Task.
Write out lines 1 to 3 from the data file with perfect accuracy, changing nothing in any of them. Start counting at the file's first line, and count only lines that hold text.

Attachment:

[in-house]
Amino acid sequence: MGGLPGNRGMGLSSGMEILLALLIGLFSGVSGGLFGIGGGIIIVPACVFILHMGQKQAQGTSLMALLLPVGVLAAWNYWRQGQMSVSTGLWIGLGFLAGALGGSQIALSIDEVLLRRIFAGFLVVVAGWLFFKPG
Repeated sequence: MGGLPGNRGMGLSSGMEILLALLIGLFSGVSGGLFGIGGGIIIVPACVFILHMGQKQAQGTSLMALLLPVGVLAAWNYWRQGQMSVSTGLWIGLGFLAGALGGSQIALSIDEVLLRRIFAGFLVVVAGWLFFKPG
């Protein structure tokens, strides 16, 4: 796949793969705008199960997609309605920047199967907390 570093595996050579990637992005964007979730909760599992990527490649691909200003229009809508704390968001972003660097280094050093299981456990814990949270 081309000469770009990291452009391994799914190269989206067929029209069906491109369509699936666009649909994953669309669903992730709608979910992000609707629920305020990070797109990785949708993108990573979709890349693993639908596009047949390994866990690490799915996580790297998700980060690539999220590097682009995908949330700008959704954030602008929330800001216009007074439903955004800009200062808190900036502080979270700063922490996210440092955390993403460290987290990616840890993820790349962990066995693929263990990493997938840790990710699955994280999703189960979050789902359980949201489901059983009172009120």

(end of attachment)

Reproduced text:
[in-house]
Amino acid sequence: MGGLPGNRGMGLSSGMEILLALLIGLFSGVSGGLFGIGGGIIIVPACVFILHMGQKQAQGTSLMALLLPVGVLAAWNYWRQGQMSVSTGLWIGLGFLAGALGGSQIALSIDEVLLRRIFAGFLVVVAGWLFFKPG
Repeated sequence: MGGLPGNRGMGLSSGMEILLALLIGLFSGVSGGLFGIGGGIIIVPACVFILHMGQKQAQGTSLMALLLPVGVLAAWNYWRQGQMSVSTGLWIGLGFLAGALGGSQIALSIDEVLLRRIFAGFLVVVAGWLFFKPG